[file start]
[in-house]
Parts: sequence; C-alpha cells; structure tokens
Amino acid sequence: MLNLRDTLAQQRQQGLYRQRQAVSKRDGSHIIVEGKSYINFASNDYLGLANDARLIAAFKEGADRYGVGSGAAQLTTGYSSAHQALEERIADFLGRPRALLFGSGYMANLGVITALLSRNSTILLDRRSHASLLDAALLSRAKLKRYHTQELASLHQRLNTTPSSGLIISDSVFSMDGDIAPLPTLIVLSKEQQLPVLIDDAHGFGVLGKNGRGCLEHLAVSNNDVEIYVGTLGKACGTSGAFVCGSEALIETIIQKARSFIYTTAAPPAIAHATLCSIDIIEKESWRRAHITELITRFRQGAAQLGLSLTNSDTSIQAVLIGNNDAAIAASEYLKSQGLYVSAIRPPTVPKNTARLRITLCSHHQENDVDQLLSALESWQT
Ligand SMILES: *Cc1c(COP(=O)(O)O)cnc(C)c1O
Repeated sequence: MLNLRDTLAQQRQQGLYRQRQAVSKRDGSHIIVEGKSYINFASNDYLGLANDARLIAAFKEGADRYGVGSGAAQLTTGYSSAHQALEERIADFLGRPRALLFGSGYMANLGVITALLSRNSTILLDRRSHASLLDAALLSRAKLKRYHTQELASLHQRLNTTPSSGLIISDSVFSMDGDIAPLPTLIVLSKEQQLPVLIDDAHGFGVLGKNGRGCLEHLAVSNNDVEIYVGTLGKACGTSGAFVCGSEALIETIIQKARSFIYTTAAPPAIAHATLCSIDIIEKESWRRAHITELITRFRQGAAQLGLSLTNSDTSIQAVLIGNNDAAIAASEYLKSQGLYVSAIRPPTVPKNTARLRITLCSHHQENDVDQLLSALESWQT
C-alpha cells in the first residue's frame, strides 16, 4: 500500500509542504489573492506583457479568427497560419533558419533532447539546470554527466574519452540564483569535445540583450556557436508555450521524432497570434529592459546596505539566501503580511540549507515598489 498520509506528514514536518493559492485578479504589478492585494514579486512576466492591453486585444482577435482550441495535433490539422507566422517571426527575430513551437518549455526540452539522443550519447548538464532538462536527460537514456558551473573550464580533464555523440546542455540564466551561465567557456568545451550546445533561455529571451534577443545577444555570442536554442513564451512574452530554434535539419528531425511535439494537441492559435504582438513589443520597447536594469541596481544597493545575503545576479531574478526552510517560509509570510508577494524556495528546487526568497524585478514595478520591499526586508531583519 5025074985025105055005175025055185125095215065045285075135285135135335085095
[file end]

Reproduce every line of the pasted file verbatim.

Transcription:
[in-house]
Parts: sequence; C-alpha cells; structure tokens
Amino acid sequence: MLNLRDTLAQQRQQGLYRQRQAVSKRDGSHIIVEGKSYINFASNDYLGLANDARLIAAFKEGADRYGVGSGAAQLTTGYSSAHQALEERIADFLGRPRALLFGSGYMANLGVITALLSRNSTILLDRRSHASLLDAALLSRAKLKRYHTQELASLHQRLNTTPSSGLIISDSVFSMDGDIAPLPTLIVLSKEQQLPVLIDDAHGFGVLGKNGRGCLEHLAVSNNDVEIYVGTLGKACGTSGAFVCGSEALIETIIQKARSFIYTTAAPPAIAHATLCSIDIIEKESWRRAHITELITRFRQGAAQLGLSLTNSDTSIQAVLIGNNDAAIAASEYLKSQGLYVSAIRPPTVPKNTARLRITLCSHHQENDVDQLLSALESWQT
Ligand SMILES: *Cc1c(COP(=O)(O)O)cnc(C)c1O
Repeated sequence: MLNLRDTLAQQRQQGLYRQRQAVSKRDGSHIIVEGKSYINFASNDYLGLANDARLIAAFKEGADRYGVGSGAAQLTTGYSSAHQALEERIADFLGRPRALLFGSGYMANLGVITALLSRNSTILLDRRSHASLLDAALLSRAKLKRYHTQELASLHQRLNTTPSSGLIISDSVFSMDGDIAPLPTLIVLSKEQQLPVLIDDAHGFGVLGKNGRGCLEHLAVSNNDVEIYVGTLGKACGTSGAFVCGSEALIETIIQKARSFIYTTAAPPAIAHATLCSIDIIEKESWRRAHITELITRFRQGAAQLGLSLTNSDTSIQAVLIGNNDAAIAASEYLKSQGLYVSAIRPPTVPKNTARLRITLCSHHQENDVDQLLSALESWQT
C-alpha cells in the first residue's frame, strides 16, 4: 500500500509542504489573492506583457479568427497560419533558419533532447539546470554527466574519452540564483569535445540583450556557436508555450521524432497570434529592459546596505539566501503580511540549507515598489 498520509506528514514536518493559492485578479504589478492585494514579486512576466492591453486585444482577435482550441495535433490539422507566422517571426527575430513551437518549455526540452539522443550519447548538464532538462536527460537514456558551473573550464580533464555523440546542455540564466551561465567557456568545451550546445533561455529571451534577443545577444555570442536554442513564451512574452530554434535539419528531425511535439494537441492559435504582438513589443520597447536594469541596481544597493545575503545576479531574478526552510517560509509570510508577494524556495528546487526568497524585478514595478520591499526586508531583519 5025074985025105055005175025055185125095215065045285075135285135135335085095